WASHINGTON — Zadie Smith is tucked somewhere back in the corner, in the children's book section, behind a microphone that is lost in the sea of people who have flooded this Olssons store for a Wednesday night reading. The crowd is multicultural, young and old, in business dress and student slob. Bodies fill the aisles, blocking access to literature, fiction, health, sports.
The lines twist through the store, running so deep that those in the back can make out only phrases here and there as Smith stands behind the microphone -- somewhere back there, they assume, because they can't actually see her -- reading an excerpt from her new comic novel, "On Beauty."
She is a literary rock star, Zadie Smith, all of 30 years old and spoken about in the same breath as fellow Brits Salman Rushdie, Ian McEwan and Martin Amos ("a postmodern Charles Dickens," the Washington Post declared her). She is used to the comparisons by now -- after all, they started five years ago, upon the publication of her critically acclaimed first novel, "White Teeth" -- though she finds them somewhat surreal. Surreal, like the fact that Rushdie and McEwan, authors whose books she devoured as a student, are actually her "contemporaries," men she sits next to at literary events, where they exchange chitchat about their work.
For The Record
Los Angeles Times Saturday November 26, 2005 Home Edition Main News Part A Page 2 National Desk 0 inches; 24 words Type of Material: Correction
Martin Amis -- An article in Friday's Calendar section about author Zadie Smith misspelled the last name of British writer Martin Amis as Amos.
"Well, it's not like it's me and Ian and Salman having tea every Tuesday," Smith says, laughing, over mineral water at the Topaz Hotel a few hours before her book-signing.
"I see them at festivals, but we don't hang or anything." Smith is, after all, a working-class girl from the multiethnic north London neighborhood of Willesden Green. She grew up in a tenement flat, the daughter of a white father and a Jamaican mother. She had to beg her way into Cambridge. She is a master of self-deprecation.
"What experiences did you draw upon to develop your characters?" a serious-looking middle-aged man asks at her reading.
"Oh, I haven't been anywhere!" she says, and the audience chuckles with her. "That's the beauty of writing fiction. I get to make it up!" Her world, she explains, is that of the books that populated her childhood and continue to be the greatest pleasure of her adult life. Vacations, travel? Her family's idea of a "trip" was a jaunt to Cornwall. "I've never been to Africa or India or anything like that," she says.
Her biggest journey, thus far, was her first American book tour, for "White Teeth" -- one that was a kaleidoscope of bad room service, cookie-cutter bookstores and too much self-criticism for her publicist's taste.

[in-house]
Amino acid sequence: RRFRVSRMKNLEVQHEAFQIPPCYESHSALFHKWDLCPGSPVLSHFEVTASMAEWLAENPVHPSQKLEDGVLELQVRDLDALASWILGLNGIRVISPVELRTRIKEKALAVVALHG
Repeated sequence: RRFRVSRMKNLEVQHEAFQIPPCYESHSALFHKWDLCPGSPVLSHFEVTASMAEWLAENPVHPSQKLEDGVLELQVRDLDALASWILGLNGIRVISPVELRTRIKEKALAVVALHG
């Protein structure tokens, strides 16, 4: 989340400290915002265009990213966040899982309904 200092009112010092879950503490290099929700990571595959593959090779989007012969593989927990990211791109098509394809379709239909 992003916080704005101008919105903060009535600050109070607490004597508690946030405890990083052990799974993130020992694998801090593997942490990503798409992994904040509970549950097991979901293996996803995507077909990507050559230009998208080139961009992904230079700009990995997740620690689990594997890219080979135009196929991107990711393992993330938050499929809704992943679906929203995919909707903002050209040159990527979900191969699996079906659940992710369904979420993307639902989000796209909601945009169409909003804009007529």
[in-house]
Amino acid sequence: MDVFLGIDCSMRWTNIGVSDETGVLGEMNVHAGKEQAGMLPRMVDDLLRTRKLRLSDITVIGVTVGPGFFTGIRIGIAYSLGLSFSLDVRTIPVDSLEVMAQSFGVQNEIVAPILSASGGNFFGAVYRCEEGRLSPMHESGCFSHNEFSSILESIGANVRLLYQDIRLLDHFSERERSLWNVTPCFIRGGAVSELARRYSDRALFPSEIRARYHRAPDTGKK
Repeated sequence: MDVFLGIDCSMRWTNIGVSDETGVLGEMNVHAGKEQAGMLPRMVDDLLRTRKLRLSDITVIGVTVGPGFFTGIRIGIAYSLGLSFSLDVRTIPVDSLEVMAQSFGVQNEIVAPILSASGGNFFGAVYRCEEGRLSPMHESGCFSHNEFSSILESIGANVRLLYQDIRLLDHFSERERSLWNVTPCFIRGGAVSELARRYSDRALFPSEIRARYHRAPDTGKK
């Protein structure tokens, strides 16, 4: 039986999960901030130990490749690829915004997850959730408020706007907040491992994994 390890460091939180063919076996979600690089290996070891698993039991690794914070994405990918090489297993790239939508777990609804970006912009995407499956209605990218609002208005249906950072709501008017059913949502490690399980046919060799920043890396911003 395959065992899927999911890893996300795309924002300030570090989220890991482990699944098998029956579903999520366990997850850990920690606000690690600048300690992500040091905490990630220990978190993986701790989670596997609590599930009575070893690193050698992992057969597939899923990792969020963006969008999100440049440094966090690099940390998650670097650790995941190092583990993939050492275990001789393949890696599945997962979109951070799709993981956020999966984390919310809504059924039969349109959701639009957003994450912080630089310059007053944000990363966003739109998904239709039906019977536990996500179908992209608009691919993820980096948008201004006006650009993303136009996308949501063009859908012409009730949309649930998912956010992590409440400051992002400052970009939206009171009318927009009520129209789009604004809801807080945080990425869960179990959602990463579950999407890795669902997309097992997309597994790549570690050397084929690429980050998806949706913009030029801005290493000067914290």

"The first time out of the gate, she was a very young woman who had not really had an exposure to the public, or to reading [in public], or anything," says Ann Godoff, Smith's American editor at Penguin Press. "People were saying, 'Here's the next new thing.' She had spent a long time writing a book, sitting quietly in a room doing that, and this piece of it -- the public face of authordom -- was completely new and alien."
Back for her second American book tour, Smith is more relaxed, playful. She recently celebrated her one-year wedding anniversary with poet husband Nick Laird, who has accompanied her on this book tour, making, as she puts it, "all the difference." "He's off looking at the White House now," she says, and there's a wee bit of jealousy there.
But she has an interview to do. "My mother says I'm the worst interview in the world!" she moans at one point, dropping her head into her hands. Her hair is up in a head wrap, giving more prominence to her gorgeous cheekbones and wide eyes. She is talking about reading. Or, more to the point, not reading -- at least at the moment. So far on this trip, she's managed all of two pages of Us Weekly, discovered in the seatback pocket of the car that retrieved her from the airport.
"I have absolutely no idea what it was about," she says of the magazine. "Obviously, I know movie stars. But a lot of it is about localized American celebrity. It's quite mysterious. It's like reading a novel or something." She did bring tons of novels with her on the trip -- and has been collecting more as she goes along -- but, to her chagrin, there has been little time for that. She pines for them, though. Reading, she says, "is what fills me with stuff."
"That's the one thing that was absolutely true: I was able to read since I was very young," she says. "That's really my only distinguishing characteristic. I can't add. I don't understand basic science. Or anything else. But I can read anything. I've always been able to, and I've always liked to. Even if I didn't understand it, I liked to."
By begging, she says, she got into Cambridge despite all her mathematic and other shortcomings, and there she embraced literary theory and devoured every book she could.